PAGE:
local, or tribal governments or communities; (2) Create a serious 
inconsistency or otherwise interfere with an action taken or planned by 
another Agency; (3) Materially alter the

[[Page 15594]]

budgetary impact of entitlements, grants, user fees, or loan programs, 
or the rights and obligations of recipients thereof; or (4) Raise novel 
legal or policy issues arising out of legal mandates, the President's 
priorities, or the principles set forth in these Executive orders.

Public Law 96-354, ``Regulatory Flexibility Act'' (5 U.S.C. Chapter 6)

    It has been determined that Privacy Act rules for the Department of 
Defense do not have significant economic impact on a substantial number 
of small entities because they are concerned only with the 
administration of Privacy Act systems of records within the Department 
of Defense.

Public Law 96-511, ``Paperwork Reduction Act'' (44 U.S.C. Chapter 35)

    It has been determined that Privacy Act rules for the Department of 
Defense impose no additional information collection requirements on the 
public under the Paperwork Reduction Act of 1995.

Section 202, Public Law 104-4, ``Unfunded Mandates Reform Act''

    It has been determined that the Privacy Act rulemaking for the 
Department of Defense does not involve a Federal mandate that may 
result in the expenditure by State, local and tribal governments, in 
the aggregate, or by the private sector, of $100 million or more and 
that such rulemaking will not significantly or uniquely affect small 
governments.

Executive Order 13132, ``Federalism''

    It has been determined that the Privacy Act rules for the 
Department of Defense do not have federalism implications. The rules do 
not have substantial direct effects on the States, on the relationship 
between the National Government and the States, or on the distribution 
of power and responsibilities among the various levels of government.

List of Subjects in 32 CFR Part 319

    Privacy.

    Accordingly, 32 CFR part 319 amended as follows:

PART 319--DEFENSE INTELLIGENCE AGENCY PRIVACY PROGRAM

0
1. The authority citation for 32 CFR part 319 continues to read as 
follows:

    Authority: Pub. L. 93-579, 5 U.S.C. 552a(f) and (k).


0
2. Section 319.13 is amended by revising paragraph (i) to read as 
follows:


Sec.  319.13  Specific exemptions.

* * * * *
    (i) System identifier and name: LDIA 0900, Accounts Receivable, 
Indebtedness and Claims.
    (1) Exemption: During the course of accounts receivable, 
indebtedness or claims actions, exempt materials from other systems of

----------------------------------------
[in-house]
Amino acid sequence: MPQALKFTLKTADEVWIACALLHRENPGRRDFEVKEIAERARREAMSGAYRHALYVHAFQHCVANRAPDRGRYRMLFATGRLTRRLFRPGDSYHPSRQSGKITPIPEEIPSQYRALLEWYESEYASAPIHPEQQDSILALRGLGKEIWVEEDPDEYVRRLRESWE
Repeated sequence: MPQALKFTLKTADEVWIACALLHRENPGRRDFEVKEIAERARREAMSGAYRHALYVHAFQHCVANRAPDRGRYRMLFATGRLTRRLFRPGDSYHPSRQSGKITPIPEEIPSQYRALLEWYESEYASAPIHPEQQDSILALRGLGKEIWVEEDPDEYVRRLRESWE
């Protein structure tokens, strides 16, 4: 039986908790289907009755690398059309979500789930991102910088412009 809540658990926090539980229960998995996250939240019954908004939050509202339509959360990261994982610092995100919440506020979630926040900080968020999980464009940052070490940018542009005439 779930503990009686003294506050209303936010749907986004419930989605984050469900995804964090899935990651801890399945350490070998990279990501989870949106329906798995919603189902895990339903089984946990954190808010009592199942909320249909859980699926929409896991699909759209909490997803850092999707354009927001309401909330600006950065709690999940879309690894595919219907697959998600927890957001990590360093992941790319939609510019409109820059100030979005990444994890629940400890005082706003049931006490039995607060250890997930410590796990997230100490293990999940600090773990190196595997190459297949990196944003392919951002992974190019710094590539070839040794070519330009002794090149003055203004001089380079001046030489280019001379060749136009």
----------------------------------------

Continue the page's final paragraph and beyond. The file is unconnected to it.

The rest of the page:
records may in turn become part of the case record in this system. To 
the extent that copies of exempt records from those ``other'' systems 
of records are entered into this system, the DIA hereby claims the same 
exemptions for the records from those ``other'' systems that are 
entered into this system, as claimed for the original primary system of 
which they are a part.
    (2) Authority: 5 U.S.C. 552a(k)(2) through (k)(7).
    (3) Reasons: Records are only exempt from pertinent provisions of 5 
U.S.C. 552a to the extent such provisions have been identified and an 
exemption claimed for the original record and the purposes underlying 
the exemption for the original record still pertain to the record which 
is now contained in this system of records. In general, the exemptions 
were claimed in order to protect properly classified information 
relating to national defense and foreign policy, to avoid interference 
during the conduct of criminal, civil, or administrative actions or 
investigations, to ensure protective services provided the President 
and others are not compromised, to protect the identity of confidential 
sources incident to Federal employment, military service, contract, and 
security clearance determinations, to preserve the confidentiality and 
integrity of Federal testing materials, and to safeguard evaluation 
materials used for military promotions when furnished by a confidential 
source. The exemption rule for the original records will identify the 
specific reasons why the records are exempt from specific provisions of 
5 U.S.C. 552a.

    Dated: February 28, 2012.
Patricia L. Toppings,
OSD Federal Register Liaison Officer, Department of Defense.
[FR Doc. 2012-6173 Filed 3-15-12; 8:45 am]